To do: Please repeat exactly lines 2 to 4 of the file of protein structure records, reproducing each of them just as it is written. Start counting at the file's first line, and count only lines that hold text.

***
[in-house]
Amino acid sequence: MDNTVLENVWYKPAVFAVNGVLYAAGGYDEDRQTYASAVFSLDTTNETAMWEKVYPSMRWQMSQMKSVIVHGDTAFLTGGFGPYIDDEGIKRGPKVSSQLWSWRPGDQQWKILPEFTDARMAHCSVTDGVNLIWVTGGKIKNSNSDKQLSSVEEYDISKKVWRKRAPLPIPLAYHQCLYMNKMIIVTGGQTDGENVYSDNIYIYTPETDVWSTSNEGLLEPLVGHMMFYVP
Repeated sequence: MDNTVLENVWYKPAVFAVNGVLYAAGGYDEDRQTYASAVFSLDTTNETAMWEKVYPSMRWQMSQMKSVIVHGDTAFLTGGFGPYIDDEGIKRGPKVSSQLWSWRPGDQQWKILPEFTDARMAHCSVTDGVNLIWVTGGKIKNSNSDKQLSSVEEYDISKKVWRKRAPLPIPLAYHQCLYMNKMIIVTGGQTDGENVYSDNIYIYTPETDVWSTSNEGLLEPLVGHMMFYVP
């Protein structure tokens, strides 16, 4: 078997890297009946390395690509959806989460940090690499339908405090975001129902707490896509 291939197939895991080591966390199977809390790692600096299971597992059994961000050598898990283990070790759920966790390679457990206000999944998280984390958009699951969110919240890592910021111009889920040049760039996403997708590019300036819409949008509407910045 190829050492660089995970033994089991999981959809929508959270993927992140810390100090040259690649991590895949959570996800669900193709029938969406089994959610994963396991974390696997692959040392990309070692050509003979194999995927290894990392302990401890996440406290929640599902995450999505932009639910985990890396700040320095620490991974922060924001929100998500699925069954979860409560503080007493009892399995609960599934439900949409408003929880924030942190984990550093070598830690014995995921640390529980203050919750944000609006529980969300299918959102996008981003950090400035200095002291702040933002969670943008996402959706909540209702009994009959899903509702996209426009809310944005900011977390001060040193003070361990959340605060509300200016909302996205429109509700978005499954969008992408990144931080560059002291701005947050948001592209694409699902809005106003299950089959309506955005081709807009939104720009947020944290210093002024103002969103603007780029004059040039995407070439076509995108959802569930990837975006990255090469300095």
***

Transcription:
Amino acid sequence: MDNTVLENVWYKPAVFAVNGVLYAAGGYDEDRQTYASAVFSLDTTNETAMWEKVYPSMRWQMSQMKSVIVHGDTAFLTGGFGPYIDDEGIKRGPKVSSQLWSWRPGDQQWKILPEFTDARMAHCSVTDGVNLIWVTGGKIKNSNSDKQLSSVEEYDISKKVWRKRAPLPIPLAYHQCLYMNKMIIVTGGQTDGENVYSDNIYIYTPETDVWSTSNEGLLEPLVGHMMFYVP
Repeated sequence: MDNTVLENVWYKPAVFAVNGVLYAAGGYDEDRQTYASAVFSLDTTNETAMWEKVYPSMRWQMSQMKSVIVHGDTAFLTGGFGPYIDDEGIKRGPKVSSQLWSWRPGDQQWKILPEFTDARMAHCSVTDGVNLIWVTGGKIKNSNSDKQLSSVEEYDISKKVWRKRAPLPIPLAYHQCLYMNKMIIVTGGQTDGENVYSDNIYIYTPETDVWSTSNEGLLEPLVGHMMFYVP
């Protein structure tokens, strides 16, 4: 078997890297009946390395690509959806989460940090690499339908405090975001129902707490896509 291939197939895991080591966390199977809390790692600096299971597992059994961000050598898990283990070790759920966790390679457990206000999944998280984390958009699951969110919240890592910021111009889920040049760039996403997708590019300036819409949008509407910045 190829050492660089995970033994089991999981959809929508959270993927992140810390100090040259690649991590895949959570996800669900193709029938969406089994959610994963396991974390696997692959040392990309070692050509003979194999995927290894990392302990401890996440406290929640599902995450999505932009639910985990890396700040320095620490991974922060924001929100998500699925069954979860409560503080007493009892399995609960599934439900949409408003929880924030942190984990550093070598830690014995995921640390529980203050919750944000609006529980969300299918959102996008981003950090400035200095002291702040933002969670943008996402959706909540209702009994009959899903509702996209426009809310944005900011977390001060040193003070361990959340605060509300200016909302996205429109509700978005499954969008992408990144931080560059002291701005947050948001592209694409699902809005106003299950089959309506955005081709807009939104720009947020944290210093002024103002969103603007780029004059040039995407070439076509995108959802569930990837975006990255090469300095």